This growing collection consists of scholarly works authored by ASU-affiliated faculty, students, and community members, and it contains many open access articles. ASU-affiliated authors are encouraged to Share Your Work in KEEP.

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Climate Change Vulnerability in the Food, Energy, and Water Nexus: Concerns for Agricultural Production in Arizona and its Urban Export Supply

Description

Interdependent systems providing water and energy services are necessary for agriculture. Climate change and increased resource demands are expected to cause frequent and severe strains on these systems. Arizona is

Interdependent systems providing water and energy services are necessary for agriculture. Climate change and increased resource demands are expected to cause frequent and severe strains on these systems. Arizona is especially vulnerable to such strains due to its hot and arid climate. However, its climate enables year-round agricultural production, allowing Arizona to supply most of the country's winter lettuce and vegetables. In addition to Phoenix and Tucson, cities including El Paso, Las Vegas, Los Angeles, and San Diego rely on Arizona for several types of agricultural products such as animal feed and livestock, meaning that disruptions to Arizona's agriculture also disrupt food supply chains to at least six major cities.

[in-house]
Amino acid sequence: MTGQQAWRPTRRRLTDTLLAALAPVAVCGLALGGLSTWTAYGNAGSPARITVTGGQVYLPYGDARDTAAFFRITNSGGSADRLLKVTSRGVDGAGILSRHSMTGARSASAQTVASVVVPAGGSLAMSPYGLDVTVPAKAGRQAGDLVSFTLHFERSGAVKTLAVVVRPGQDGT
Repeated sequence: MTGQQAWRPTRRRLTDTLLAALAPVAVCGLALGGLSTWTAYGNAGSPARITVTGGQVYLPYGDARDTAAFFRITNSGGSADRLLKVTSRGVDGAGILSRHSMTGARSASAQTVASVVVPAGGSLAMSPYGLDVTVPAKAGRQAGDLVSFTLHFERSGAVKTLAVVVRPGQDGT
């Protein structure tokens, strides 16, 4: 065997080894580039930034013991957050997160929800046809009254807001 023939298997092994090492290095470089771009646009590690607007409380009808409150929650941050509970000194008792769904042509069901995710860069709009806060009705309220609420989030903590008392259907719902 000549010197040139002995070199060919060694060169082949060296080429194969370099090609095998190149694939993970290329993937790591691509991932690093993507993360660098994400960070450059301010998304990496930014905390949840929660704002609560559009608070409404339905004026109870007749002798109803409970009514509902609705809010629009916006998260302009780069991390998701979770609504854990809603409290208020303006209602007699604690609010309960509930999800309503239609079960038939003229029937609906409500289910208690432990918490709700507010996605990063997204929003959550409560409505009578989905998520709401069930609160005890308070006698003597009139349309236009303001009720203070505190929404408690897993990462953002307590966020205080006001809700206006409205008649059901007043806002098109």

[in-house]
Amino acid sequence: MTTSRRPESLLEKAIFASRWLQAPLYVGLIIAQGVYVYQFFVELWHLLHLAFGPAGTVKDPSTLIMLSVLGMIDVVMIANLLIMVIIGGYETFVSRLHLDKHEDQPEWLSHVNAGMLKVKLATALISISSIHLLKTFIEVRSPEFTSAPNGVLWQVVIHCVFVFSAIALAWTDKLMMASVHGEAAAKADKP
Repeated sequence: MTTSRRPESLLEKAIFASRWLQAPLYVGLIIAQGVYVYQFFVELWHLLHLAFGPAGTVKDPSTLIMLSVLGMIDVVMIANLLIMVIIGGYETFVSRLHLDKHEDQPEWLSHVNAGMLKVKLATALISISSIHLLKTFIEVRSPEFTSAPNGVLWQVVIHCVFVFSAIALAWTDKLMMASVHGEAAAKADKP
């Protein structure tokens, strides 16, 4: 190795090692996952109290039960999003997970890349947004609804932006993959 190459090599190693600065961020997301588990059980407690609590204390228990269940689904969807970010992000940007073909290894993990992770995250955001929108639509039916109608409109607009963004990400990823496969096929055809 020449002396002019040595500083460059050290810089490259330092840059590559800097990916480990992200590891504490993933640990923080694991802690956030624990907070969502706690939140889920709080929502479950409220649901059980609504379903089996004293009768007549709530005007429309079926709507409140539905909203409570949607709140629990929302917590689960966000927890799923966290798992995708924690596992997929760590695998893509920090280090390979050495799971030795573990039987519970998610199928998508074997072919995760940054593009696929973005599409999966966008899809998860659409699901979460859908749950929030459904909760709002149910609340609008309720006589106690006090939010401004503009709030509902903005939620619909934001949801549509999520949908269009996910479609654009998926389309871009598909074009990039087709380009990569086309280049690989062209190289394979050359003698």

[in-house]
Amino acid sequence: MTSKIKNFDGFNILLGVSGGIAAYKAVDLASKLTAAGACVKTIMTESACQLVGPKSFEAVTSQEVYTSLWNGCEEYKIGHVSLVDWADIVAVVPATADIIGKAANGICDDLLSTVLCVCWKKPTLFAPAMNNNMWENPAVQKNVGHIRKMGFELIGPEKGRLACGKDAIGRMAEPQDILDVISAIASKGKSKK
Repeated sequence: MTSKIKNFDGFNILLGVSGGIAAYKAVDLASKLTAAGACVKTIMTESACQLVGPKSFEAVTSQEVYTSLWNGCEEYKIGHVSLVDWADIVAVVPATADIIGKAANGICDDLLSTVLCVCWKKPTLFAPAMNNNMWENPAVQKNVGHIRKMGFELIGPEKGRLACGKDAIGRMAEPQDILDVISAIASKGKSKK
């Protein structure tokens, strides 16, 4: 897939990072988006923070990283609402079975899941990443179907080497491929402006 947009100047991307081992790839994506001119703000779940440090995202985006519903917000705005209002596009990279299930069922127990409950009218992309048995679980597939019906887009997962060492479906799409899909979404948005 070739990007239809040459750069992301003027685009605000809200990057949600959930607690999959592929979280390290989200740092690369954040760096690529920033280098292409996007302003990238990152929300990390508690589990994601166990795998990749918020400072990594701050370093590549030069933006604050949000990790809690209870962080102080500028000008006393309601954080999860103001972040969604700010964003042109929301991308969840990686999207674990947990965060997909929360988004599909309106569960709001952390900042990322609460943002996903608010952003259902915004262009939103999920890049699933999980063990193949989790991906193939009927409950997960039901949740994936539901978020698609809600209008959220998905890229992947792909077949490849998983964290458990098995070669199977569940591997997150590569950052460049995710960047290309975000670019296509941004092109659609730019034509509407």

Arizona's predominately irrigated agriculture relies on water imported through an energy intensive process from water-stressed regions. Most irrigation in Arizona is electricity powered, so failures in energy or water systems can cascade to the food system, creating a food-energy-water (FEW) nexus of vulnerability. We construct a dynamic simulation model of the FEW nexus in Arizona to assess the potential impacts of increasing temperatures and disruptions to energy and water supplies on crop irrigation requirements, on-farm energy use, and yield.

We use this model to identify critical points of intersection between energy, water, and agricultural systems and quantify expected increases in resource use and yield loss. Our model is based on threshold temperatures of crops, USDA and US Geological Survey data, Arizona crop budgets, and region-specific literature. We predict that temperature increase above the baseline could decrease yields by up to 12.2% per 1 °C for major Arizona crops and require increased irrigation of about 2.6% per 1 °C. Response to drought varies widely based on crop and phenophase, so we estimate irrigation interruption effects through scenario analysis. We provide an overview of potential adaptation measures farmers can take, and barriers to implementation.

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Date Created
  • 2017-02-28

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21st Century Community Outreach and Collection Development: ASU Chicano/a Research Collection

Description

Mexicans and Mexican Americans have resided in Arizona since the early 16th century. Their history, however, is severely under-documented in the state’s archival repositories. As of 2012, this community is